Audrey Horne - Blackout
Napalm Records
Melodic Hard Rock
10 songs (42:11)
Release year: 2018
Audrey Horne, Napalm Records
Reviewed by Goat

The idea of black metal musicians taking time out from their day jobs to make melodic, downright commercial rock music has always struck me as a kind of mad genius. After all, few people can listen to black metal non-stop without even an aural palette cleanser; why should the creators of black metal be any different? And given how the underground spirit of black metal clashes with the urgent need to make a living, why not at least do it making music rather than some office drudgery? So Audrey Horne, having had members of Enslaved, Sahg, and Gorgoroth in their ranks, make sense as a concept and are good enough at writing ear-catching tunes to earn themselves not just this reviewer's thumbs up, but a Norwegian Grammy award. Blackout, the band's sixth full-length since 2005, is more than solid, a throwback rock album as interested in the twin guitar harmonies of Thin Lizzy and Iron Maiden as the post-grunge template that seems to drive most radio rock. Enjoyably widdly guitar heroics are all over the place, often taking the deserved lead over vocalist Toschie's very good singing as on the title track, guitarists Arve Isdal and Thomas Tofthagen (who is also an architect, according to his Wikipedia page, which is an impressively full career) given plenty of space to show off - as long as it fits the song.

Which is an under-appreciated facet of rock music, really. The best songs aren't those with the most flamboyant solos, but those where the band are working together as a unit to create something that sticks in the listeners' memories. And Audrey Horne are excellent songwriters - look at the groovy This One, driven by that almost stoner rock riff and the crooning vocals, and how limited the solo is in comparison to the previous title track, and to the following Midnight Man's punkier, more anthemic style. Each and every track here is well-crafted enough to be a single, yet none are what you'd call pop-rock despite the size of some choruses; the instrumentation really is given equal importance, leading to the likes of the melodic but still reasonably heavy Light Your Way chugging along like Deep Purple. You can tell that the bands are fans of classic rock, the likes of California and Rose Alley being virtual tributes to Thin Lizzy, while opening six-minute banger This is War is about as compelling of an NWOBHM update as you can get. The funky Queen-esque 80s percussion-and-synth-driven Satellite and the Maidenly Naysayer are two more choice cuts, but really there's not a weak song present. My only criticism is that Audrevolution's title is a bit naff, as it always is when bands start getting self-referential, but it's a terrific song and gives bassist Espen Lien (who played in the frustratingly one-off Trinacria) a little more to do. The lyrics are pretty bad too, but I'd forgive the Norwegians for worse when the songs are this good! An excellent album full of foot-tappers, and a must-listen for fans of quality rock, Blackout is another set of killers from Audrey Horne.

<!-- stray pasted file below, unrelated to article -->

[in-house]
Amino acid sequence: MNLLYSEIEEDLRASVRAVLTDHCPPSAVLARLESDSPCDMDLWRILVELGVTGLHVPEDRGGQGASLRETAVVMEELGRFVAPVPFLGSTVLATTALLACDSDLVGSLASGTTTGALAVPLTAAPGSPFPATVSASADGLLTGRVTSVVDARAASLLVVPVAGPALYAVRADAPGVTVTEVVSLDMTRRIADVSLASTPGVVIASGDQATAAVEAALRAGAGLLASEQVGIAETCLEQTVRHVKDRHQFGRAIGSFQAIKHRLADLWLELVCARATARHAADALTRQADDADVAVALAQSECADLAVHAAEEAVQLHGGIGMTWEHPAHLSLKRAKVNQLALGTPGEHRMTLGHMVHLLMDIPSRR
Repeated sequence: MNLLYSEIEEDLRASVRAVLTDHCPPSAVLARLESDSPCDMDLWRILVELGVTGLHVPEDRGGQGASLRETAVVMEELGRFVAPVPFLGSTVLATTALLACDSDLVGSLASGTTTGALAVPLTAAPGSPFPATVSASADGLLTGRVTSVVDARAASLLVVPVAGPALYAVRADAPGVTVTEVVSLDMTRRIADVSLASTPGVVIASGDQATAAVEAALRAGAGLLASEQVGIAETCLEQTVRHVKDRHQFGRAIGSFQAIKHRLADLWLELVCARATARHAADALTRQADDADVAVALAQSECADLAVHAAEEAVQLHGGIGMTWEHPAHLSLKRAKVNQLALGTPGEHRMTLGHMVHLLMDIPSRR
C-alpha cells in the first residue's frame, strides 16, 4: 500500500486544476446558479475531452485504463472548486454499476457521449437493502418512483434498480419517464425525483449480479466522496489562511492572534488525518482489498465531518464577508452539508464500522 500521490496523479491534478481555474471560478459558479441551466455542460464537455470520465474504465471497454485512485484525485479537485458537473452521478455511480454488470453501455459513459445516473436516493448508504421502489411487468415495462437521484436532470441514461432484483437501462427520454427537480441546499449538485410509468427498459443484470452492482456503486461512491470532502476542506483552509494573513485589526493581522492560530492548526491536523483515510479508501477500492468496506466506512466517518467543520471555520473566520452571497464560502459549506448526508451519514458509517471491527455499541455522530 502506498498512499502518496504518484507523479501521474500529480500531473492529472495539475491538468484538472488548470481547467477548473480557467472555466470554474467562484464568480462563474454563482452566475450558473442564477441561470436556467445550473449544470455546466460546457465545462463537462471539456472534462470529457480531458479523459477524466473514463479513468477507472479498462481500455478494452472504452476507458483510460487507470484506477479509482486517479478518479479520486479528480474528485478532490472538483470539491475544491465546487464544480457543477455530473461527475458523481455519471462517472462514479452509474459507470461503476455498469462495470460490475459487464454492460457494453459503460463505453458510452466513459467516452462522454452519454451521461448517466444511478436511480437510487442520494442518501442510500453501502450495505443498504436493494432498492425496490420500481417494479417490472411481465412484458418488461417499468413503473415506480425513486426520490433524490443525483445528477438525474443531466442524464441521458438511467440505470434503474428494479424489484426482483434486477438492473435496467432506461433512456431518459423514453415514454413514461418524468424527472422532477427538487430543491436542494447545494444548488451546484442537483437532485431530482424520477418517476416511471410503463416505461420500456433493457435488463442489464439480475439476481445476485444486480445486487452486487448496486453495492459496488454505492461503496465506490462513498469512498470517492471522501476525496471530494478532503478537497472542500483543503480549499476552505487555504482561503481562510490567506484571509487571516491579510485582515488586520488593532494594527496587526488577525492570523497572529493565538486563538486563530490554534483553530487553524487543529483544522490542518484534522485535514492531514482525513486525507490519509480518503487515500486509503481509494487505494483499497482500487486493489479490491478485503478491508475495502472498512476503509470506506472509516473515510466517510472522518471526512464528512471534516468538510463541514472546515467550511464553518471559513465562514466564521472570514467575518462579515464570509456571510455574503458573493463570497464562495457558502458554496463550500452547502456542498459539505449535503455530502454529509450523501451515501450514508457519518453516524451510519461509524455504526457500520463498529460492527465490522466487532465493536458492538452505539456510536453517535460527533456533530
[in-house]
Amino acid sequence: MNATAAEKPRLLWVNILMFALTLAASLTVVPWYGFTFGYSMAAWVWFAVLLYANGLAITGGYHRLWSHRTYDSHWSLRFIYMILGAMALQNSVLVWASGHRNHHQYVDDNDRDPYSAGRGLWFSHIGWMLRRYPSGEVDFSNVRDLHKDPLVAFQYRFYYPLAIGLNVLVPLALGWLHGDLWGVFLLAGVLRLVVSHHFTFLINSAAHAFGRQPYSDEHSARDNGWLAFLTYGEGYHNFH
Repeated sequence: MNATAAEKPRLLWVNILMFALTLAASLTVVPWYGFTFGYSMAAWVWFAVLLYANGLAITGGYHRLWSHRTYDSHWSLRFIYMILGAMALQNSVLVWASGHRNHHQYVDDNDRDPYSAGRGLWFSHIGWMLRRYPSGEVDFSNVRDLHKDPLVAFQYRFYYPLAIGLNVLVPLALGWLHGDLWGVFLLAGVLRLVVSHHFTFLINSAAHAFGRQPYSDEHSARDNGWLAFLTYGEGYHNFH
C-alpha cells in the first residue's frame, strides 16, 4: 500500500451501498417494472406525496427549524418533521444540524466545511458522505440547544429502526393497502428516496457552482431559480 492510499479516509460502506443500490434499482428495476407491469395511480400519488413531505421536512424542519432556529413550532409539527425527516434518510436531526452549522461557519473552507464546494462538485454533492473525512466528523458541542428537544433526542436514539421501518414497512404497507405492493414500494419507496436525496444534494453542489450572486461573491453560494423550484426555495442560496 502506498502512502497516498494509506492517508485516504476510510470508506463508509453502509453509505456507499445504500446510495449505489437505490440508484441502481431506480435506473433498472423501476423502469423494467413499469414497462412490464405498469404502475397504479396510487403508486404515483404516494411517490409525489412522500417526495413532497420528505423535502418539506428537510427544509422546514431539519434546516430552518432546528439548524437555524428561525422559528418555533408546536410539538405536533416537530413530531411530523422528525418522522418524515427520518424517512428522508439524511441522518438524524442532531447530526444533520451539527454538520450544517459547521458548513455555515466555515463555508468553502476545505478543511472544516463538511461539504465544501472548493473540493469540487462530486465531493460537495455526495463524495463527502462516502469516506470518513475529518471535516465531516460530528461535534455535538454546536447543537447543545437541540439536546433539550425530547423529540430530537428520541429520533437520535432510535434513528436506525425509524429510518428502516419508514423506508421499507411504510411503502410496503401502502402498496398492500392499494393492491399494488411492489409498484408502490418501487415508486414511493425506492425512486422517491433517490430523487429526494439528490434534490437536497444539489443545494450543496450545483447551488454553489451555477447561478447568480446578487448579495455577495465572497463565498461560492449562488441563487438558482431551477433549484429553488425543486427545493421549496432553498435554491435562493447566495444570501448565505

Killing Songs :
This is War, Audrevolution, This One, California
Goat quoted 80 / 100
Other albums by Audrey Horne that we have reviewed:
Audrey Horne - Le Fol reviewed by Thomas and quoted 81 / 100
Audrey Horne - No Hay Banda reviewed by Alex and quoted 59 / 100
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